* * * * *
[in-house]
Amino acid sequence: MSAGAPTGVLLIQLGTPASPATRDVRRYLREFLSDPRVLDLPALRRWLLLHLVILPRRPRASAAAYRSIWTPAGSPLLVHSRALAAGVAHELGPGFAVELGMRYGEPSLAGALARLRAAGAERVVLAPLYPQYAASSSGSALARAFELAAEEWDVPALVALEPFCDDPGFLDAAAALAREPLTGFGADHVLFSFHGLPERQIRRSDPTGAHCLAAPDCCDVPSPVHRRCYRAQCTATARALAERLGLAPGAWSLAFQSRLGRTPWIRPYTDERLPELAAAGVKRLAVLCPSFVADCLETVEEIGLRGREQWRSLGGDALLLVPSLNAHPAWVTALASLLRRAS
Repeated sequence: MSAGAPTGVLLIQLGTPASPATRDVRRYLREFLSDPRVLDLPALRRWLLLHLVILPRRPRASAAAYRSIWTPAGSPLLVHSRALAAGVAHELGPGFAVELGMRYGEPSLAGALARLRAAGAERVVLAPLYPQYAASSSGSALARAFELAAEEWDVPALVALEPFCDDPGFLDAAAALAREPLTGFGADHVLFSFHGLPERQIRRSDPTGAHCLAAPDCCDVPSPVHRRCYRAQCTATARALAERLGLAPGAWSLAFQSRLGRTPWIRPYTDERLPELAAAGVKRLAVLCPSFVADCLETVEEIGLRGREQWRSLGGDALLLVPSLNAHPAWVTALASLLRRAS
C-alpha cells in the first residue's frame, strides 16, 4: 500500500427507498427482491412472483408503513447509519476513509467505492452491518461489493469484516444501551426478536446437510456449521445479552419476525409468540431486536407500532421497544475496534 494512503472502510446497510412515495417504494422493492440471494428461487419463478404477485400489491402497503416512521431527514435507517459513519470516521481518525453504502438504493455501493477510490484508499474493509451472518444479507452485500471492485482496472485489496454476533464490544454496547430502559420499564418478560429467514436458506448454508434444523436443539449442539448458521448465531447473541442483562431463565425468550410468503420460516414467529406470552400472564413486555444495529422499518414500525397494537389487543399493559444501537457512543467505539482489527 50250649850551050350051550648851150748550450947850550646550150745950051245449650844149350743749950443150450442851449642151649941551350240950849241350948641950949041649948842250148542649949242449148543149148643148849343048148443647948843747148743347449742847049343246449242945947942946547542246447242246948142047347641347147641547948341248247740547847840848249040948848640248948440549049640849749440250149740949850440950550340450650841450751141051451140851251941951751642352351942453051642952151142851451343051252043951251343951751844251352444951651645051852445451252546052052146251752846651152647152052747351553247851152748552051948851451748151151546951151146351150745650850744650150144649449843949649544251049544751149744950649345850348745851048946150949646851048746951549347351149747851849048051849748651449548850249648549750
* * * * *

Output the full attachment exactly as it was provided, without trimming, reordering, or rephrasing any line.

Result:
[in-house]
Amino acid sequence: MSAGAPTGVLLIQLGTPASPATRDVRRYLREFLSDPRVLDLPALRRWLLLHLVILPRRPRASAAAYRSIWTPAGSPLLVHSRALAAGVAHELGPGFAVELGMRYGEPSLAGALARLRAAGAERVVLAPLYPQYAASSSGSALARAFELAAEEWDVPALVALEPFCDDPGFLDAAAALAREPLTGFGADHVLFSFHGLPERQIRRSDPTGAHCLAAPDCCDVPSPVHRRCYRAQCTATARALAERLGLAPGAWSLAFQSRLGRTPWIRPYTDERLPELAAAGVKRLAVLCPSFVADCLETVEEIGLRGREQWRSLGGDALLLVPSLNAHPAWVTALASLLRRAS
Repeated sequence: MSAGAPTGVLLIQLGTPASPATRDVRRYLREFLSDPRVLDLPALRRWLLLHLVILPRRPRASAAAYRSIWTPAGSPLLVHSRALAAGVAHELGPGFAVELGMRYGEPSLAGALARLRAAGAERVVLAPLYPQYAASSSGSALARAFELAAEEWDVPALVALEPFCDDPGFLDAAAALAREPLTGFGADHVLFSFHGLPERQIRRSDPTGAHCLAAPDCCDVPSPVHRRCYRAQCTATARALAERLGLAPGAWSLAFQSRLGRTPWIRPYTDERLPELAAAGVKRLAVLCPSFVADCLETVEEIGLRGREQWRSLGGDALLLVPSLNAHPAWVTALASLLRRAS
C-alpha cells in the first residue's frame, strides 16, 4: 500500500427507498427482491412472483408503513447509519476513509467505492452491518461489493469484516444501551426478536446437510456449521445479552419476525409468540431486536407500532421497544475496534 494512503472502510446497510412515495417504494422493492440471494428461487419463478404477485400489491402497503416512521431527514435507517459513519470516521481518525453504502438504493455501493477510490484508499474493509451472518444479507452485500471492485482496472485489496454476533464490544454496547430502559420499564418478560429467514436458506448454508434444523436443539449442539448458521448465531447473541442483562431463565425468550410468503420460516414467529406470552400472564413486555444495529422499518414500525397494537389487543399493559444501537457512543467505539482489527 50250649850551050350051550648851150748550450947850550646550150745950051245449650844149350743749950443150450442851449642151649941551350240950849241350948641950949041649948842250148542649949242449148543149148643148849343048148443647948843747148743347449742847049343246449242945947942946547542246447242246948142047347641347147641547948341248247740547847840848249040948848640248948440549049640849749440250149740949850440950550340450650841450751141051451140851251941951751642352351942453051642952151142851451343051252043951251343951751844251352444951651645051852445451252546052052146251752846651152647152052747351553247851152748552051948851451748151151546951151146351150745650850744650150144649449843949649544251049544751149744950649345850348745851048946150949646851048746951549347351149747851849048051849748651449548850249648549750